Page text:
5 ways to save when building your dream gun

Sponsored Content
Photo courtesy of GovX

Building a weapon is like painting the Sistine Chapel. It should be your masterpiece and it also takes time. If you're going to invest your time, money and your hopes and dreams, you want to get it right the first time. Here are 5 ways to save while building your your dream gun:

1. Make a plan

First things first: make your wishlist. Scope (pun intended) out exactly what you want and plan it. Surf the entire internet. Go to gun shows. Ask friends to see theirs. From the custom paint job to the custom barrel, your gun needs to reflect exactly what you want and need.

Figure out exactly what accoutrements to give your baby. Tactical flashlight? Laser? Both? Multipurpose reflex sight? Quad rail? Build your gun on paper first so that you can hunt parts like you'll stalk your prey.

2. Do your homework

You've decided what you want. Now you have to figure out how to buy it. Just as if you were getting a new car, comparison shopping for your custom build is key. Knowing exactly what parts you want and who sells them is half the battle, especially for items that are quick off the shelf and seemingly never in stock.

Here's what we recommend: Make a spreadsheet of every part you want and how much it costs. Create a separate email account just for your build so that your inbox isn't flooded (you'll thank us for this later), and then sign up on every site that sells the parts you want for their sales flyers. Keep track of costs on your spreadsheet to see who is selling it at the lowest. Don't buy anything at cost unless, after 12 months, you've never seen it on sale, anywhere.

3. Find an expert

Making friends with your local gunsmith and other custom owners is key. Even if you're assembling yourself, your gunsmith can give you insight about where to buy hard-to-find parts, and the inside scoop on what you really want.

Eat that humble pie and ask all the questions so you get it right the first time. Your gunsmith will also have tips and tricks to make sure you're getting the best quality for your money.

4. Hit those sales

The two best sales of the year are Black Friday (get those sales flyers!) and the GovX Vortex Sale (which runs this week: August 15-16). Every product from the Vortex catalogue on GovX.com is marked down to unbeatable prices.Red dots and lasers, rifle scopes, range finder and spotting scopes, mounts and rail accessories and more. And, for every $200 you spend on Vortex items during the sale, customers get an automatic entry to win one of two limited edition GovX engraved Razor HD Gen II rifle scopes (a $2000 value, each).

If you are wanting to buy a Vortex product, this is the week to do it.

5. Be patient

Don't settle for an HBAR when you really want a bull. Just like any masterpiece, building your dream gun takes time, especially if you want to save money doing it. Hard-to-find parts can take months to stock and ship.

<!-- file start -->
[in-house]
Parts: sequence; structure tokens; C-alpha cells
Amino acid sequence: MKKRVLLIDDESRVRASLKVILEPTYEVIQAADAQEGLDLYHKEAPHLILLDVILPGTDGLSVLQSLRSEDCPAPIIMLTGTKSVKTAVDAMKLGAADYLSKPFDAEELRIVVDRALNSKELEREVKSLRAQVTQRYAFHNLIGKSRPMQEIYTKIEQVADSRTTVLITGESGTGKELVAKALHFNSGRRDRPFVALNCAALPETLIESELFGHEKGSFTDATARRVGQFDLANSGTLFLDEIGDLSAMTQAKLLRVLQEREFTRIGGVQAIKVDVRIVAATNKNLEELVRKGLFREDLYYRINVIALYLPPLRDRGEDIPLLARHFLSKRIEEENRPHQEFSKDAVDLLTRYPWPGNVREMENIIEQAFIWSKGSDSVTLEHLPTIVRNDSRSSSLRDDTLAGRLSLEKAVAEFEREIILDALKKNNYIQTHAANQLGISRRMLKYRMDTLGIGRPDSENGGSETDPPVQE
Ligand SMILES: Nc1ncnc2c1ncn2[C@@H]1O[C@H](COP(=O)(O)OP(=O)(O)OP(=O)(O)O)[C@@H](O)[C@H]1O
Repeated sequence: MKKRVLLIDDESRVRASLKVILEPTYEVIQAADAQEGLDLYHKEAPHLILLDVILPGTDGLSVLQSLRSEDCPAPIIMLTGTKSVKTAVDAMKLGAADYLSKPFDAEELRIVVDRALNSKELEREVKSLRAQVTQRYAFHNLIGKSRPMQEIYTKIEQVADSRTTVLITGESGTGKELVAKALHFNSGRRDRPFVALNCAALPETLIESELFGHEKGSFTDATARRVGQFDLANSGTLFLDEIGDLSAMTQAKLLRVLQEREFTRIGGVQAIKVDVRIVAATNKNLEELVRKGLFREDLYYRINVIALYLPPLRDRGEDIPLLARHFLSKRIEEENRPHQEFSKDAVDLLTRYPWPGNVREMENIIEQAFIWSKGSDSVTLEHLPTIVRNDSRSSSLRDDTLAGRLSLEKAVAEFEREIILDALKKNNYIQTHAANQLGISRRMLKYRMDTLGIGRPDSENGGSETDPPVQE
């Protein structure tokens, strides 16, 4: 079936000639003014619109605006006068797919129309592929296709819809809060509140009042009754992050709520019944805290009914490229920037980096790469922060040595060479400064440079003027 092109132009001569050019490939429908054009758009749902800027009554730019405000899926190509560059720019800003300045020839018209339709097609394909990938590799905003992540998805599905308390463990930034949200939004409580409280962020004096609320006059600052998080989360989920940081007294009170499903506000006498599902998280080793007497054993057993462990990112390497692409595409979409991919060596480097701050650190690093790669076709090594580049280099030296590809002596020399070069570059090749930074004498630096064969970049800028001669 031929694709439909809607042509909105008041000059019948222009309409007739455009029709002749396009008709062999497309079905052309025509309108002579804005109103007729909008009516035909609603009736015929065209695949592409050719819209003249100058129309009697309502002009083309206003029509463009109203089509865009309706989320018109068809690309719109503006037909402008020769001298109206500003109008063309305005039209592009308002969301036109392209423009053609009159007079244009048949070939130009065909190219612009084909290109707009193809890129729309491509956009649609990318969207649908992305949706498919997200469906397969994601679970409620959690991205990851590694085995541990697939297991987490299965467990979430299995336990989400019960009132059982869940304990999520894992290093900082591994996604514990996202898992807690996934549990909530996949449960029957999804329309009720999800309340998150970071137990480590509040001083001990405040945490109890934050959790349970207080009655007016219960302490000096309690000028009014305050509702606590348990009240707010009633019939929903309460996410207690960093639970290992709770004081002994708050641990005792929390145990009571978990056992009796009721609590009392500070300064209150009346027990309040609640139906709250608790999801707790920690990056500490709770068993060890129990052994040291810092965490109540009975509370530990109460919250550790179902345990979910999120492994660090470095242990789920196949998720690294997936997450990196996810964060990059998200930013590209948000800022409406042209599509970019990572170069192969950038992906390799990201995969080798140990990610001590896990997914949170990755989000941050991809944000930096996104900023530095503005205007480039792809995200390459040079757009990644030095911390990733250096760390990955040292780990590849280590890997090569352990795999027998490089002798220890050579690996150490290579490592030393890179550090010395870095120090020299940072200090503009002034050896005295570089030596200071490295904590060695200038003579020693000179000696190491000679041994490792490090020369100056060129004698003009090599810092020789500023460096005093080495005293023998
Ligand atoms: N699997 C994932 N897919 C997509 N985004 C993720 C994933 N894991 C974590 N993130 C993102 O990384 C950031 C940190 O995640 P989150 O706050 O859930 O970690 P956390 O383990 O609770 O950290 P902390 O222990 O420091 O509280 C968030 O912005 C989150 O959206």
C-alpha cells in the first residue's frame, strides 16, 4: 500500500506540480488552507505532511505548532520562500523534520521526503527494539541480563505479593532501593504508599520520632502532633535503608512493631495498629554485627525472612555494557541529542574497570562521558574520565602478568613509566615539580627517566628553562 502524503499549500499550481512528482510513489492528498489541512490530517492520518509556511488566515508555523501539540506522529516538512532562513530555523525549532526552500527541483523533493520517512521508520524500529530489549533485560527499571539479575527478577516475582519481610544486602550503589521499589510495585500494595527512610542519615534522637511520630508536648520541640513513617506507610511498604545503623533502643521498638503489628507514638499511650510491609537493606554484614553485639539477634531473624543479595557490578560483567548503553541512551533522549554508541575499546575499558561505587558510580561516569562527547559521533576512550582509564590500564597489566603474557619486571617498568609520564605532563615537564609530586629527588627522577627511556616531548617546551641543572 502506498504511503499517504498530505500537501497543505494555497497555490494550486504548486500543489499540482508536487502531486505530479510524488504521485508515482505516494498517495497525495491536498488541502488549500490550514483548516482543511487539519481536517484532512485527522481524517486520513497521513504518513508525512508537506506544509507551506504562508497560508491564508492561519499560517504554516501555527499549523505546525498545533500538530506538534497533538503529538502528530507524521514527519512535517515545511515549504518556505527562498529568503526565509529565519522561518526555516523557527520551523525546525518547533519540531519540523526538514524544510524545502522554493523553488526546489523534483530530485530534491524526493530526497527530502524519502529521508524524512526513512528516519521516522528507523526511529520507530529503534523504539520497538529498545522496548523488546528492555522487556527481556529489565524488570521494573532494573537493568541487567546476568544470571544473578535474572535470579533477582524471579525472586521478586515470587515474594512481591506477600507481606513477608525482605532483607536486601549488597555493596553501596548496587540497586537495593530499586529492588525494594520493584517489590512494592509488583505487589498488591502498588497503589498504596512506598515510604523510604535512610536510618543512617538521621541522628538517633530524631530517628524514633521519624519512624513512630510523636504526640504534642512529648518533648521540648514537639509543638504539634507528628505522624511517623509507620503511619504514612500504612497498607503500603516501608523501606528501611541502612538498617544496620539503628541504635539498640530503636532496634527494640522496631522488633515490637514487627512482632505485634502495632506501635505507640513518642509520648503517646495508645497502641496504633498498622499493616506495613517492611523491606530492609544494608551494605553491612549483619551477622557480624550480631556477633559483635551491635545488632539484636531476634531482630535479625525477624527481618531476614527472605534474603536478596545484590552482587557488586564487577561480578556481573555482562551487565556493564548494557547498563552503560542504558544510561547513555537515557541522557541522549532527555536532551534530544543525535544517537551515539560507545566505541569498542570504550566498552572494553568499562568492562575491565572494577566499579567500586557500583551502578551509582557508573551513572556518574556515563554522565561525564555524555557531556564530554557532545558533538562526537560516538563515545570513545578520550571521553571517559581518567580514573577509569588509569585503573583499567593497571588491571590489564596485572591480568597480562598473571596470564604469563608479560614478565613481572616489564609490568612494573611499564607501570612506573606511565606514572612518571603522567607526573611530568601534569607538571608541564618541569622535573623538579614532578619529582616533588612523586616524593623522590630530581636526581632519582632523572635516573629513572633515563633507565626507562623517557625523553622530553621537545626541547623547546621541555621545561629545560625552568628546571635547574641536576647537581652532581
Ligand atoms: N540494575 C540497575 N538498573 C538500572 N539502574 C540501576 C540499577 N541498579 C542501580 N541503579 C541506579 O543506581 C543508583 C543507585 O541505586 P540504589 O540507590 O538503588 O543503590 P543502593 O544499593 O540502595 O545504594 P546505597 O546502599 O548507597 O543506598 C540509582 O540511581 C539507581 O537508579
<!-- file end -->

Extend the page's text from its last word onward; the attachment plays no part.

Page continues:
Part of the beauty is in the process. Happy building.

This post sponsored by GovX.

T-38 Talon training aircraft. (U.S. Air Force photo)

Two airmen from Vance Air Force Base, Oklahoma, were killed on Thursday when two T-38 Talon training aircraft crashed during training mission, according to a message posted on the base's Facebook age.

The two airmen's names are being withheld pending next of kin notification.

A total of four airmen were onboard the aircraft at the time of the incident, base officials had previously announced.

The medical conditions for the other two people involved in the crash was not immediately known.

An investigation will be launched to determine the cause of the crash.

Emergency responders from Vance Air Force Base are at the crash scene to treat casualties and help with recovery efforts.

Read the entire message below:

VANCE AIR FORCE BASE, Okla. – Two Vance Air Force Base Airmen were killed in an aircraft mishap at approximately 9:10 a.m. today.

At the time of the accident, the aircraft were performing a training mission.

Vance emergency response personnel are on scene to treat casualties and assist in recovery efforts.

Names of the deceased will be withheld pending next of kin notification.

A safety investigation team will investigate the incident.

Additional details will be provided as information becomes available. #VanceUpdates.

This is a breaking news story. It will be updated as more information is released.

The commander of the Marine Corps' Wounded Warrior Regiment has been relieved over a loss of "trust and confidence in his ability to lead" amid an investigation into his conduct, a Corps official told Task & Purpose on Thursday.

Col. Lawrence F. Miller was removed from his post on Thursday morning and replaced with his executive officer, Lt. Col. Larry Coleman, who will serve as interim commander of the Quantico, Virginia based unit.

Read More Show Less

President Donald Trump has nixed any effort by the Navy to excommunicate Eddie Gallagher from the SEAL community.

"The Navy will NOT be taking away Warfighter and Navy Seal Eddie Gallagher's Trident Pin," the president tweeted on Thursday. "This case was handled very badly from the beginning. Get back to business!"

Read More Show Less
Thanksgiving lunch is served at Fort McCoy on Nov. 15, 2017. (U.S. Army/ Staff Sgt. Jae Jung)

In an ideal world, Thanksgiving is spent at the dining room table, surrounded by beloved family, close friends, and good food. For U.S. service members, it's occasionally spent in the shit.

Read More Show Less
Photos: 1st Cavalry Division

The Army has identified the two soldiers killed in a helicopter crash in Afghanistan on Wednesday as 33-year-old Chief Warrant Officer 2 David C. Knadle, and 25-year-old Chief Warrant Officer 2 Kirk T. Fuchigami Jr.

Read More Show Less